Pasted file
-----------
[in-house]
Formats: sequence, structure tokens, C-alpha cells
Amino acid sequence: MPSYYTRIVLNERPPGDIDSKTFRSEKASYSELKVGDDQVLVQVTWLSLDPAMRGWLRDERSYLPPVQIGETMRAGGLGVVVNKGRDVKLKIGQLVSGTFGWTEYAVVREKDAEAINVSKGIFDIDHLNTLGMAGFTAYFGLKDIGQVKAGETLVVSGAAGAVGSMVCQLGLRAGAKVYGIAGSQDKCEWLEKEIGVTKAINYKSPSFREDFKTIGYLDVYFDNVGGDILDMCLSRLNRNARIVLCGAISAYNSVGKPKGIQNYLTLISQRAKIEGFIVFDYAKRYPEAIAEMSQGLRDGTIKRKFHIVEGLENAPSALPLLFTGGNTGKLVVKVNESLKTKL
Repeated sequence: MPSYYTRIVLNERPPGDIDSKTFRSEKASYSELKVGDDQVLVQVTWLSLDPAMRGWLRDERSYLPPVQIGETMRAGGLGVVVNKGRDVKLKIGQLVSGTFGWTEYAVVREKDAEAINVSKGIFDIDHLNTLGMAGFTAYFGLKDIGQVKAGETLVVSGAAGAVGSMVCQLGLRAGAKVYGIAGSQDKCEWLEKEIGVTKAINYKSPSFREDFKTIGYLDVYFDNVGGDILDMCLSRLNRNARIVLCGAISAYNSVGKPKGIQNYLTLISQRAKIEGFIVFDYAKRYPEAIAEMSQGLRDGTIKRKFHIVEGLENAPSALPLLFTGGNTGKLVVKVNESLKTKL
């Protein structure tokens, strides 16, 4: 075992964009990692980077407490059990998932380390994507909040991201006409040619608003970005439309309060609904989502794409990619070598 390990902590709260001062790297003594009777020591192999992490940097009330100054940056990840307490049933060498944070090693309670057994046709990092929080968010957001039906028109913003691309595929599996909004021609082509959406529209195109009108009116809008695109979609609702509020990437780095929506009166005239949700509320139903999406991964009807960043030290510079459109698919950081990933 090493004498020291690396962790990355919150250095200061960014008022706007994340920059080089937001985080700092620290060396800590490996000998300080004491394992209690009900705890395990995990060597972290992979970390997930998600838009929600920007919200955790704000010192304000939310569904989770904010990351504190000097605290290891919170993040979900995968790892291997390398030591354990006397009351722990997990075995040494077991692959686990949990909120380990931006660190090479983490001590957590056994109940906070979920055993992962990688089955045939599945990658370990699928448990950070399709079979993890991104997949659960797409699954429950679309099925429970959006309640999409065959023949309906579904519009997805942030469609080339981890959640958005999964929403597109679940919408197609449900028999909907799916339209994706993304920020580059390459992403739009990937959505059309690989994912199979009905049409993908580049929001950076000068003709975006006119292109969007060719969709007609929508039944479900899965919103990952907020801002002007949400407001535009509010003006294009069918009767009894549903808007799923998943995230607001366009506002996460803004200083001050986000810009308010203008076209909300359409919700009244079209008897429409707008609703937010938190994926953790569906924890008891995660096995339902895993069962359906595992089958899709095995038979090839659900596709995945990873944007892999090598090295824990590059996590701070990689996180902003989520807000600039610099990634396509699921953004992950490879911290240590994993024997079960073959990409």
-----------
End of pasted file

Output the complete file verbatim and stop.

[in-house]
Formats: sequence, structure tokens, C-alpha cells
Amino acid sequence: MPSYYTRIVLNERPPGDIDSKTFRSEKASYSELKVGDDQVLVQVTWLSLDPAMRGWLRDERSYLPPVQIGETMRAGGLGVVVNKGRDVKLKIGQLVSGTFGWTEYAVVREKDAEAINVSKGIFDIDHLNTLGMAGFTAYFGLKDIGQVKAGETLVVSGAAGAVGSMVCQLGLRAGAKVYGIAGSQDKCEWLEKEIGVTKAINYKSPSFREDFKTIGYLDVYFDNVGGDILDMCLSRLNRNARIVLCGAISAYNSVGKPKGIQNYLTLISQRAKIEGFIVFDYAKRYPEAIAEMSQGLRDGTIKRKFHIVEGLENAPSALPLLFTGGNTGKLVVKVNESLKTKL
Repeated sequence: MPSYYTRIVLNERPPGDIDSKTFRSEKASYSELKVGDDQVLVQVTWLSLDPAMRGWLRDERSYLPPVQIGETMRAGGLGVVVNKGRDVKLKIGQLVSGTFGWTEYAVVREKDAEAINVSKGIFDIDHLNTLGMAGFTAYFGLKDIGQVKAGETLVVSGAAGAVGSMVCQLGLRAGAKVYGIAGSQDKCEWLEKEIGVTKAINYKSPSFREDFKTIGYLDVYFDNVGGDILDMCLSRLNRNARIVLCGAISAYNSVGKPKGIQNYLTLISQRAKIEGFIVFDYAKRYPEAIAEMSQGLRDGTIKRKFHIVEGLENAPSALPLLFTGGNTGKLVVKVNESLKTKL
């Protein structure tokens, strides 16, 4: 075992964009990692980077407490059990998932380390994507909040991201006409040619608003970005439309309060609904989502794409990619070598 390990902590709260001062790297003594009777020591192999992490940097009330100054940056990840307490049933060498944070090693309670057994046709990092929080968010957001039906028109913003691309595929599996909004021609082509959406529209195109009108009116809008695109979609609702509020990437780095929506009166005239949700509320139903999406991964009807960043030290510079459109698919950081990933 090493004498020291690396962790990355919150250095200061960014008022706007994340920059080089937001985080700092620290060396800590490996000998300080004491394992209690009900705890395990995990060597972290992979970390997930998600838009929600920007919200955790704000010192304000939310569904989770904010990351504190000097605290290891919170993040979900995968790892291997390398030591354990006397009351722990997990075995040494077991692959686990949990909120380990931006660190090479983490001590957590056994109940906070979920055993992962990688089955045939599945990658370990699928448990950070399709079979993890991104997949659960797409699954429950679309099925429970959006309640999409065959023949309906579904519009997805942030469609080339981890959640958005999964929403597109679940919408197609449900028999909907799916339209994706993304920020580059390459992403739009990937959505059309690989994912199979009905049409993908580049929001950076000068003709975006006119292109969007060719969709007609929508039944479900899965919103990952907020801002002007949400407001535009509010003006294009069918009767009894549903808007799923998943995230607001366009506002996460803004200083001050986000810009308010203008076209909300359409919700009244079209008897429409707008609703937010938190994926953790569906924890008891995660096995339902895993069962359906595992089958899709095995038979090839659900596709995945990873944007892999090598090295824990590059996590701070990689996180902003989520807000600039610099990634396509699921953004992950490879911290240590994993024997079960073959990409």